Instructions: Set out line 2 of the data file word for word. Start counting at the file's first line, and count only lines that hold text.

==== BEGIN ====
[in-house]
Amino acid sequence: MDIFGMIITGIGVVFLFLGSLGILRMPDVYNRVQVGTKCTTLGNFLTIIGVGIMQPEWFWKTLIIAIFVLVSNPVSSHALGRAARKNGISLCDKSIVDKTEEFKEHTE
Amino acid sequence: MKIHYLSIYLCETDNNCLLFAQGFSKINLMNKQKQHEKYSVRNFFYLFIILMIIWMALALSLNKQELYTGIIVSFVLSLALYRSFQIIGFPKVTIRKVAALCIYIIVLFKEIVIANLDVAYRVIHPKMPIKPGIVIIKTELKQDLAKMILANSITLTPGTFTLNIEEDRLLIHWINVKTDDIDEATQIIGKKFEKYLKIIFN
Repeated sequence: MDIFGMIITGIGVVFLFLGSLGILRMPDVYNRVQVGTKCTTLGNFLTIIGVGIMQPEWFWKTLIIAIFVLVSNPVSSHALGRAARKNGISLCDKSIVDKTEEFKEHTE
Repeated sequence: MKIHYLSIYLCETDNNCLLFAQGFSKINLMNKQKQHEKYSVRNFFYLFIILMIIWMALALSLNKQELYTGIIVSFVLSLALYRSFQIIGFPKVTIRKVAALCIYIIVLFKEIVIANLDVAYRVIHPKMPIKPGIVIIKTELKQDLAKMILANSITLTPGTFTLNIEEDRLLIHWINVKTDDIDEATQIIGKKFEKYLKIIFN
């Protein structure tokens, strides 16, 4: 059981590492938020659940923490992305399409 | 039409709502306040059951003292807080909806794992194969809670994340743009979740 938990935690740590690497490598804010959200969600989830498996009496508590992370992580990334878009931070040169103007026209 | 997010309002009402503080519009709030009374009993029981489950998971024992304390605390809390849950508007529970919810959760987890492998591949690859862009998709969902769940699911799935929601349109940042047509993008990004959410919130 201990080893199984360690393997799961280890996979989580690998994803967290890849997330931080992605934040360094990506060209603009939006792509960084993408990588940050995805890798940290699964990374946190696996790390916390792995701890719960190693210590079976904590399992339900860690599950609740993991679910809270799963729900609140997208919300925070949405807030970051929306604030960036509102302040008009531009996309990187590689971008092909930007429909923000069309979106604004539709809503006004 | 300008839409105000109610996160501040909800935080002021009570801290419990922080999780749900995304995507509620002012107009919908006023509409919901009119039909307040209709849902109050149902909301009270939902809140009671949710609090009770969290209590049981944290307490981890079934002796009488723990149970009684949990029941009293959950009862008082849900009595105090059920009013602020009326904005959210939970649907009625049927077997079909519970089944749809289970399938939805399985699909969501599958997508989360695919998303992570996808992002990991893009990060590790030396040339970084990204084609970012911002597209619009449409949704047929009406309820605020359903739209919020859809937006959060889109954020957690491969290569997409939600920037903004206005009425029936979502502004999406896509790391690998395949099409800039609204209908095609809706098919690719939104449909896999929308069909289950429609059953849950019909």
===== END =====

Amino acid sequence: MDIFGMIITGIGVVFLFLGSLGILRMPDVYNRVQVGTKCTTLGNFLTIIGVGIMQPEWFWKTLIIAIFVLVSNPVSSHALGRAARKNGISLCDKSIVDKTEEFKEHTE